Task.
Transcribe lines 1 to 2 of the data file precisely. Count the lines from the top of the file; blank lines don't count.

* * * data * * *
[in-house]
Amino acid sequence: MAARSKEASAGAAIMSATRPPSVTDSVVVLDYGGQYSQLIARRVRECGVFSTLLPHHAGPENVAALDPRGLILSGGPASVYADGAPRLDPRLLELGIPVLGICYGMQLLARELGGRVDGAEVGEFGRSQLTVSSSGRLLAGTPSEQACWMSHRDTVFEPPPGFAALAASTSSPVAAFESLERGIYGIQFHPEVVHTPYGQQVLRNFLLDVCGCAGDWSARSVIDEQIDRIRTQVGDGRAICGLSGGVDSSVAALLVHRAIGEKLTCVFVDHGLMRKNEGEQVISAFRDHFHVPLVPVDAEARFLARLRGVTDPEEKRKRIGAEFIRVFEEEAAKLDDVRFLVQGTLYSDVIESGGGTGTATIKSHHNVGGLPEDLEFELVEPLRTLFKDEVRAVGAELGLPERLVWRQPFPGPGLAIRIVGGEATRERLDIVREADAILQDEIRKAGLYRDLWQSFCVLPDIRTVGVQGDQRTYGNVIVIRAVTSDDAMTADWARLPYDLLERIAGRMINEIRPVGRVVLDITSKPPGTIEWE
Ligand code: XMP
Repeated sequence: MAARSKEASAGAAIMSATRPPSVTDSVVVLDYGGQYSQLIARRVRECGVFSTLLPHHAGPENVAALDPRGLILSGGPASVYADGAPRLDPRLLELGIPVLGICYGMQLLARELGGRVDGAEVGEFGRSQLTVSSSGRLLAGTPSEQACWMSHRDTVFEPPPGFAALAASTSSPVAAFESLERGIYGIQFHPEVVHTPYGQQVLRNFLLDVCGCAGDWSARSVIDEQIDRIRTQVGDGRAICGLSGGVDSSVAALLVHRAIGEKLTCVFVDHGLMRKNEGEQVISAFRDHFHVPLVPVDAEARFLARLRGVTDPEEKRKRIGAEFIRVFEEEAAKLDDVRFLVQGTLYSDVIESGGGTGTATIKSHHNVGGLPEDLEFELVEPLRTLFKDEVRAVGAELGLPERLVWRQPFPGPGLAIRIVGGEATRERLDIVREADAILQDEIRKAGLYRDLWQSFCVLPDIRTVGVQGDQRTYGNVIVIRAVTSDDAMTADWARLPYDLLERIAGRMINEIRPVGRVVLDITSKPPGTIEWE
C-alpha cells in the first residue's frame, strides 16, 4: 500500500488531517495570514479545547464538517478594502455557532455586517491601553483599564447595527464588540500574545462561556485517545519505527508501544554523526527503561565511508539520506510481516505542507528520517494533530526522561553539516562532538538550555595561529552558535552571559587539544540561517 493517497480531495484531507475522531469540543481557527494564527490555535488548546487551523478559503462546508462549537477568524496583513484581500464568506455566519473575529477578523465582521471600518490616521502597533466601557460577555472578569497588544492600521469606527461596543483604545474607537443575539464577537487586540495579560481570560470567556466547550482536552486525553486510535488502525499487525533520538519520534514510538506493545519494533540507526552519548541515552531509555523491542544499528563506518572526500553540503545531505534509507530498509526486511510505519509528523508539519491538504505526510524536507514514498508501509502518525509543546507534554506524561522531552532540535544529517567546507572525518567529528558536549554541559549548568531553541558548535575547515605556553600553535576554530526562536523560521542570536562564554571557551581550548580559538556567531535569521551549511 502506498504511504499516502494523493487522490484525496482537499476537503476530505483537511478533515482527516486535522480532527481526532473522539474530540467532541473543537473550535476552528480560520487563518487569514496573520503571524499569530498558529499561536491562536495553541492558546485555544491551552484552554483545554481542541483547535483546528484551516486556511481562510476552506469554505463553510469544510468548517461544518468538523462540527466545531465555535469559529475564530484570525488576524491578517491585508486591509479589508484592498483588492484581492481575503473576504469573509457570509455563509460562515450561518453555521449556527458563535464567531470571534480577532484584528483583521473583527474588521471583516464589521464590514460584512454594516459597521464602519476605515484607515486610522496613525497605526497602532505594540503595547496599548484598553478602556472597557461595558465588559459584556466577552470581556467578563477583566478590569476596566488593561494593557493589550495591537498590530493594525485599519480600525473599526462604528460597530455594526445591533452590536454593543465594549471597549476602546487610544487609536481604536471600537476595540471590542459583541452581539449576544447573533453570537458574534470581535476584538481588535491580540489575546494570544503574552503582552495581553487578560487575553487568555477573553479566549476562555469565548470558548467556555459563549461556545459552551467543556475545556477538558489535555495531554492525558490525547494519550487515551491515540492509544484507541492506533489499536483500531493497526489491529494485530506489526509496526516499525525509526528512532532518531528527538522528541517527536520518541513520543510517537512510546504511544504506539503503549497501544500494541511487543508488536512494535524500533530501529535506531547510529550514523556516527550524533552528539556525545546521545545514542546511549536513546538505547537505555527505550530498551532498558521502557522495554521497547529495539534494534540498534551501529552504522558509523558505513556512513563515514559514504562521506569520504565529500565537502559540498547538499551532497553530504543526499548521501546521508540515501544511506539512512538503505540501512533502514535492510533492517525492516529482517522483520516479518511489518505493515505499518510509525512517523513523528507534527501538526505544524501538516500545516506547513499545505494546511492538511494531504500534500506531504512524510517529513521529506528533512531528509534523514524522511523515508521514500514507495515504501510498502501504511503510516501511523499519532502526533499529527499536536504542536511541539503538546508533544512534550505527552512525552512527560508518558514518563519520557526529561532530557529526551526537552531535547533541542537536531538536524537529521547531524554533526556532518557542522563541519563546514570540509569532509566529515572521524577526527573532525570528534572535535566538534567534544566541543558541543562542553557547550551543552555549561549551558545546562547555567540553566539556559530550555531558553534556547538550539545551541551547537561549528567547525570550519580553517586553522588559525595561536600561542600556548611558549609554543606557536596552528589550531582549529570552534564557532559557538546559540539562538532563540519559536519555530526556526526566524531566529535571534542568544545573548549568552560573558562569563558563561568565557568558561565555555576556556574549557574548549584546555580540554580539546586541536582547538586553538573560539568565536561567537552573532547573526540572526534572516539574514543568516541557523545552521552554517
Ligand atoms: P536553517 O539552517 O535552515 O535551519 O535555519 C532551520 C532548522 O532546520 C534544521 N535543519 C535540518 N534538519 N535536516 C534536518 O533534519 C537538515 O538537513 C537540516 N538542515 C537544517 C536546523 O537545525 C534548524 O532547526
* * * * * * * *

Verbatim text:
[in-house]
Amino acid sequence: MAARSKEASAGAAIMSATRPPSVTDSVVVLDYGGQYSQLIARRVRECGVFSTLLPHHAGPENVAALDPRGLILSGGPASVYADGAPRLDPRLLELGIPVLGICYGMQLLARELGGRVDGAEVGEFGRSQLTVSSSGRLLAGTPSEQACWMSHRDTVFEPPPGFAALAASTSSPVAAFESLERGIYGIQFHPEVVHTPYGQQVLRNFLLDVCGCAGDWSARSVIDEQIDRIRTQVGDGRAICGLSGGVDSSVAALLVHRAIGEKLTCVFVDHGLMRKNEGEQVISAFRDHFHVPLVPVDAEARFLARLRGVTDPEEKRKRIGAEFIRVFEEEAAKLDDVRFLVQGTLYSDVIESGGGTGTATIKSHHNVGGLPEDLEFELVEPLRTLFKDEVRAVGAELGLPERLVWRQPFPGPGLAIRIVGGEATRERLDIVREADAILQDEIRKAGLYRDLWQSFCVLPDIRTVGVQGDQRTYGNVIVIRAVTSDDAMTADWARLPYDLLERIAGRMINEIRPVGRVVLDITSKPPGTIEWE